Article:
If we approach myths and symbols in popular culture just to find the archetypes, the fundament for all the repetitions or reproductions, we will soon lose sight of the most important aspect – i.e. what is different in each expression. In his classic work on modern myths, Roland Barthes claims that their main function is to distort. In modern reproductions of timeless archetypes, the very recurrence of these archetypes will conceal what the mythologisation of popular culture can reveal about the time we are living in.
In his essay on Casablanca, Eco concludes that the film works because it uses archetypes from popular culture quite unconsciously. He goes on to say that this is not successful in later films, where such elements are used deliberately and in a controlled fashion. In a similar way, I see in Irene Nordli´s recent work a greater emphasis on the tension between naive and deliberate use of archetypes.
With a stronger emphasis on variation in repetition, we also stumble upon surprises. 1+1 creates not only synergy, but also something completely different from the point of departure. If you combine an Abba title with a Disney figure, the result of the coupling might be as much mutation as synergy. The ABBA series and the ballerina figures focus on this “differentness” in a higher degree than we have seen in Irene Nordli´s earlier work.
The mutations in her recent pieces reveal a stronger sense of deformity than earlier works. I find this a very exciting development as it gives the collages more scope. Deformity is in many ways eye-catching, while it simultaneously shows a tension between matter and form and what we experience as the outer and inner realm of the art piece. We have been taught to look beyond the deformed exterior and to look for the perfect inner soul. This has its origin in the Platonic divide between the imperishable world consisting of perpetual forms, and our very perishable and material world. This also implies an ethical aspect.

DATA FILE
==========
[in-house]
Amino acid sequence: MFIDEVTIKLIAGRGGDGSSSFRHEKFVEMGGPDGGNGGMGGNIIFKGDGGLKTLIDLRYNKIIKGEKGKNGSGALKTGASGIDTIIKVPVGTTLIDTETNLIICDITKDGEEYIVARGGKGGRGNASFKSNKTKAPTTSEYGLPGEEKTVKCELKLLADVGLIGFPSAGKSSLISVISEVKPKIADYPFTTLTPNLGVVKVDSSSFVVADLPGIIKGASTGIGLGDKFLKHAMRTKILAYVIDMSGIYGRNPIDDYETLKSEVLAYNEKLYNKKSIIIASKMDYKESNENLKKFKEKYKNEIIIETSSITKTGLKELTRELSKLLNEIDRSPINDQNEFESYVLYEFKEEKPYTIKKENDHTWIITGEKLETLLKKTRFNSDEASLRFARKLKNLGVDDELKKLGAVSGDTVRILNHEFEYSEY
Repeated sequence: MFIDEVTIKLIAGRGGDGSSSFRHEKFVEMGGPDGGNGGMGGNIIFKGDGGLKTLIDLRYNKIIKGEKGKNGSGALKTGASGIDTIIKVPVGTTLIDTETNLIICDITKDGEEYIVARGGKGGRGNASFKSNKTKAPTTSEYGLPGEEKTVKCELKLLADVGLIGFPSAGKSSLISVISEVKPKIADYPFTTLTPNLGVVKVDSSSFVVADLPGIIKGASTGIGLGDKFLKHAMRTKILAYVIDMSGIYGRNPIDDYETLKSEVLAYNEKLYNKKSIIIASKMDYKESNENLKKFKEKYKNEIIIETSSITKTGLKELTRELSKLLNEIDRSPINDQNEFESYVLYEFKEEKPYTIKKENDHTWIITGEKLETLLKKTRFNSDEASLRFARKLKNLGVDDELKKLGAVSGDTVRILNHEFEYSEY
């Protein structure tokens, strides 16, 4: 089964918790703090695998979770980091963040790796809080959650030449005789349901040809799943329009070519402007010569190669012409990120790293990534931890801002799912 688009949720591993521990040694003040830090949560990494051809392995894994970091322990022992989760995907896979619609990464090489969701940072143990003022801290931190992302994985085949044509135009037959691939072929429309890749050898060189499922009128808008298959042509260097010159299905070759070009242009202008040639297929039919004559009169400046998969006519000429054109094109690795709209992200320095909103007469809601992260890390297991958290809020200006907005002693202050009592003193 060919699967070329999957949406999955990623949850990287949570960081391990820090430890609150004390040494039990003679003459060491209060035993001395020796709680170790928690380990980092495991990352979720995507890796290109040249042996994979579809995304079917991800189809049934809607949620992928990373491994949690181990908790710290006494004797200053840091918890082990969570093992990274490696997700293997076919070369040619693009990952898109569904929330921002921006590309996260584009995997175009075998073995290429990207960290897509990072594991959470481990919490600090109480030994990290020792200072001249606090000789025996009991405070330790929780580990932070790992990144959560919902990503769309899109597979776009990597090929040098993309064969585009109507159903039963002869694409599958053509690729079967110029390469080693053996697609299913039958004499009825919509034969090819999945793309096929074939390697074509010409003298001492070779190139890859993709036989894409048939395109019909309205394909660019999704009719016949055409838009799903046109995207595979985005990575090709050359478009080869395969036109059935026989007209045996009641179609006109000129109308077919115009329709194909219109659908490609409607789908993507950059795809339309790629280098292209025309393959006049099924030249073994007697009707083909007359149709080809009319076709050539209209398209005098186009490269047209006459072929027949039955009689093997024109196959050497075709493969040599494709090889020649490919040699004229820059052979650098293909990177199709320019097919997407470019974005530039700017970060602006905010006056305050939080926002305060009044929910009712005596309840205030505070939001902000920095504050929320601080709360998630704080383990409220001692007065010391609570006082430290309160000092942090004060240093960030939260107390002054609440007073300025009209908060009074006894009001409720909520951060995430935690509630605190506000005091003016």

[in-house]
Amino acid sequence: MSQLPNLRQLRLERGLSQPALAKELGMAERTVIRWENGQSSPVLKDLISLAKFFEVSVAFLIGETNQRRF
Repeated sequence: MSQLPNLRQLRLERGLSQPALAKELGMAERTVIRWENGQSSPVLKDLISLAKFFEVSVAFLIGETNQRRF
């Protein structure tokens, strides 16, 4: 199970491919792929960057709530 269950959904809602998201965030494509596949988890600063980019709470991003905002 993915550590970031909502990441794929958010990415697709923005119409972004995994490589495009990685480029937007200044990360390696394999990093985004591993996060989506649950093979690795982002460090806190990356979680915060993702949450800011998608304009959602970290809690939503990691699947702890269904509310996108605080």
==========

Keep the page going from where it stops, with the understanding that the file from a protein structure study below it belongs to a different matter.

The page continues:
Aristotle, who did not divide between two worlds, is just as significant in our cultural history. The form reveals itself through sensuous objects and beings. Form is reality, and matter is possibility. In such a perspective, deformity is an expression of matter resisting form, in other words an expression of inadequacy and lack. This perspective is to be found particularly in reflections on aesthetics. Few things wedge so effectively in between ethics and aesthetics as deformity.
Consider the story The Steadfast Tin Soldier by H.C. Andersen. It is a beautiful and apparently human story. However, it only works aesthetically because the soldier in union with the ballerina symbolises inner values, while she symbolises the exterior and the perfect form. The story would not have been the same if the tin soldier had fallen in love with one of Irene Nordli´s ballerinas, but it would have made for a much more intriguing story.